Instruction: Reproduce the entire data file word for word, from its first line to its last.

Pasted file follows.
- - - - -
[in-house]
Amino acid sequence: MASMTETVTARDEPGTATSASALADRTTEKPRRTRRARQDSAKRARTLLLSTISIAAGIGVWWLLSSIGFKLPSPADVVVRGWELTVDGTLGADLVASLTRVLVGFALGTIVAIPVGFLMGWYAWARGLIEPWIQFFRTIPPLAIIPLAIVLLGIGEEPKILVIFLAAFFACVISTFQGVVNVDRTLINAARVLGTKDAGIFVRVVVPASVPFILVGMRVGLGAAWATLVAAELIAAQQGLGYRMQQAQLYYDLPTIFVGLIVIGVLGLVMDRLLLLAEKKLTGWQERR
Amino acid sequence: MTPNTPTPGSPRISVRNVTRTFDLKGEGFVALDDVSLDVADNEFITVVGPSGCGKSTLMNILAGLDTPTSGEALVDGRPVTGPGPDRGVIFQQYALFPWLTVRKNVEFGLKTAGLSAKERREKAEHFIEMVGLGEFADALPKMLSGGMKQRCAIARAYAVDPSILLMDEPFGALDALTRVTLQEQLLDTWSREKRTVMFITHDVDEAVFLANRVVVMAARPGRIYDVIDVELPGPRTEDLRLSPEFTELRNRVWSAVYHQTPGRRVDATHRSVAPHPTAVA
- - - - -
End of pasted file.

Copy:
[in-house]
Amino acid sequence: MASMTETVTARDEPGTATSASALADRTTEKPRRTRRARQDSAKRARTLLLSTISIAAGIGVWWLLSSIGFKLPSPADVVVRGWELTVDGTLGADLVASLTRVLVGFALGTIVAIPVGFLMGWYAWARGLIEPWIQFFRTIPPLAIIPLAIVLLGIGEEPKILVIFLAAFFACVISTFQGVVNVDRTLINAARVLGTKDAGIFVRVVVPASVPFILVGMRVGLGAAWATLVAAELIAAQQGLGYRMQQAQLYYDLPTIFVGLIVIGVLGLVMDRLLLLAEKKLTGWQERR
Amino acid sequence: MTPNTPTPGSPRISVRNVTRTFDLKGEGFVALDDVSLDVADNEFITVVGPSGCGKSTLMNILAGLDTPTSGEALVDGRPVTGPGPDRGVIFQQYALFPWLTVRKNVEFGLKTAGLSAKERREKAEHFIEMVGLGEFADALPKMLSGGMKQRCAIARAYAVDPSILLMDEPFGALDALTRVTLQEQLLDTWSREKRTVMFITHDVDEAVFLANRVVVMAARPGRIYDVIDVELPGPRTEDLRLSPEFTELRNRVWSAVYHQTPGRRVDATHRSVAPHPTAVA